Artist’s Statement: Visionism

All my images are born accidentally.  I tack my studio dropcloths onto the wall once they’ve become sufficiently splattered with paint, and search the surface for suggestions.  I’ll discover an image within a tangle of marks, and paint to free it, an archaeologist unearthing an artifact.  This process leads to related discoveries, and the more I find, the better I understand the space they inhabit, and a painting is underway.  In this way does the painting gradually reveal its content and mood.

Everything I like of the art I’ve seen, Eastern and Western, ancient and modern, sacred and profane, ends up in my work.  It must be that, as I gaze at my randomly stained surfaces, these remembered images give clues as to what to look for.

The larger canvases are free-hanging, fitted with grommets and intended to be tacked directly to the wall like a tapestry or banner.  Smaller works on canvas are mounted and stretched so as to preserve their irregular edges.

                                                                                                      Stephen Fessler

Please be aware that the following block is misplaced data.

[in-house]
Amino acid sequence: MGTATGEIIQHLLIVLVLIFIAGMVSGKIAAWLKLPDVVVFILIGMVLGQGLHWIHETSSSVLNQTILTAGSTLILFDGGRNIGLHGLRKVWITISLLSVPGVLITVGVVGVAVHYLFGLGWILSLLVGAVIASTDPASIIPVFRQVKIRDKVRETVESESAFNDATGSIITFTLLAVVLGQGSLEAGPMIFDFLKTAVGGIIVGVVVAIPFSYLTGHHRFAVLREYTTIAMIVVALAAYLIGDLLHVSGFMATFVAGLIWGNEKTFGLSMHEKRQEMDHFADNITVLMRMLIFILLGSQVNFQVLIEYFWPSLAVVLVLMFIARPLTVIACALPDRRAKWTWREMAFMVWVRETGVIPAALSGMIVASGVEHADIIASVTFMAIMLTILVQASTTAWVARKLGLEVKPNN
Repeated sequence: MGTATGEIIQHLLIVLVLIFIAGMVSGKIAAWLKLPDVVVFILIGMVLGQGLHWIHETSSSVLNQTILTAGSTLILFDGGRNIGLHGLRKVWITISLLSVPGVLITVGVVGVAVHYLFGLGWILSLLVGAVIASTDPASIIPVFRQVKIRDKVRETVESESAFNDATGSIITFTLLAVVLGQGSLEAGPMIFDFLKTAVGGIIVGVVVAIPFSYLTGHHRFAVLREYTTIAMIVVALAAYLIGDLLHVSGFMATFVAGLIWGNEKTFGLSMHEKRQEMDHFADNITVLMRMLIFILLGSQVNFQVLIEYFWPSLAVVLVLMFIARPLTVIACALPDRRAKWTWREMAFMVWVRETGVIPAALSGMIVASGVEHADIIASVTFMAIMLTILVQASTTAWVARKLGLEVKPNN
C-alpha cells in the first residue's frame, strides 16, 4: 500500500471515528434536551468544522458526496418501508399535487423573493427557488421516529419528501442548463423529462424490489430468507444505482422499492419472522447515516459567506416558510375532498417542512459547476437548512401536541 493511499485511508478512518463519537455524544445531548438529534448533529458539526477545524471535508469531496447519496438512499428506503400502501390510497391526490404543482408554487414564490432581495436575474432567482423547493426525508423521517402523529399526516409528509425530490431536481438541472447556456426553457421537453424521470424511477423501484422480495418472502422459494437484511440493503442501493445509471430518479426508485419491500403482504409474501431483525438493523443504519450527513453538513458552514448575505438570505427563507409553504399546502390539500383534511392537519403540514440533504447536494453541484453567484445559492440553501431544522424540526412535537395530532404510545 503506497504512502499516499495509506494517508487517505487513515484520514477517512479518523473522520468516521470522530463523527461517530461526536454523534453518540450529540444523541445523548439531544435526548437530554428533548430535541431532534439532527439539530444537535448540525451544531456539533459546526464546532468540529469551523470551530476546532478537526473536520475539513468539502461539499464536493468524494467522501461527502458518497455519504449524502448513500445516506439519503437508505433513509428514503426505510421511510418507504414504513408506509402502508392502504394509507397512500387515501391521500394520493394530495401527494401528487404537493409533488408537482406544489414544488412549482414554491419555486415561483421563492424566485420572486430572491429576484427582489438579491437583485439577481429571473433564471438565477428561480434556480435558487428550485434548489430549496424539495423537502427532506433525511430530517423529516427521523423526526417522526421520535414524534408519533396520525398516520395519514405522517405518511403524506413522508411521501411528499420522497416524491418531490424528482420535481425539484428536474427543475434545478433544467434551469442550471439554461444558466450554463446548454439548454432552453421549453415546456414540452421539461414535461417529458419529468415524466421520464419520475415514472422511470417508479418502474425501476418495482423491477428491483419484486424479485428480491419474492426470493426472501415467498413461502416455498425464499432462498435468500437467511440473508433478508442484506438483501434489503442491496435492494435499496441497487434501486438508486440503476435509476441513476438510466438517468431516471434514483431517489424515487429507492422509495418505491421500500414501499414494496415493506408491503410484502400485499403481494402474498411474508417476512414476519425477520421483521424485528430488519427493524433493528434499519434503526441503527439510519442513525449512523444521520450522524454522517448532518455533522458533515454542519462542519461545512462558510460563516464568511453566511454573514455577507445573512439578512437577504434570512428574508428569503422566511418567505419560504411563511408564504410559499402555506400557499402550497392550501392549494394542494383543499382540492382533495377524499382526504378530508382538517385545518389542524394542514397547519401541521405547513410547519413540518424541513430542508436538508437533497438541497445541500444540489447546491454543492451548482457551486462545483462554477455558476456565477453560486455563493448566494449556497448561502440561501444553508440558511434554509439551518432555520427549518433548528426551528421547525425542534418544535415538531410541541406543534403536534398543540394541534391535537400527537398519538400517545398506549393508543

Artist’s Statement: Directed Perception

My mode of seeing changes when something has caught my attention.  My “directed perception” chooses what I will see while obscuring everything else within my range of vision.  The objects which happen to surround or serve as a background to the thing I’m looking at, hidden behind this veil of inattention, escape my memory, as well.

     If my eye were a camera I would recall these subjects for painting in their context, embedded in their landscapes; but my eye is a selecting mind, and so I remember them as individual treasures, artifacts, or personalities.

     These paintings are objects in two senses:  as themselves, and as the things they seem to be, their subject matter.  And yet these objects seem to consist of only one plane, as the image “floats” an inch or more from the wall, its supporting framework hidden.  The textures and three-dimensional effects are all depicted illusionistically upon these paintings’ flat surfaces.

                                                                                     Stephen Fessler

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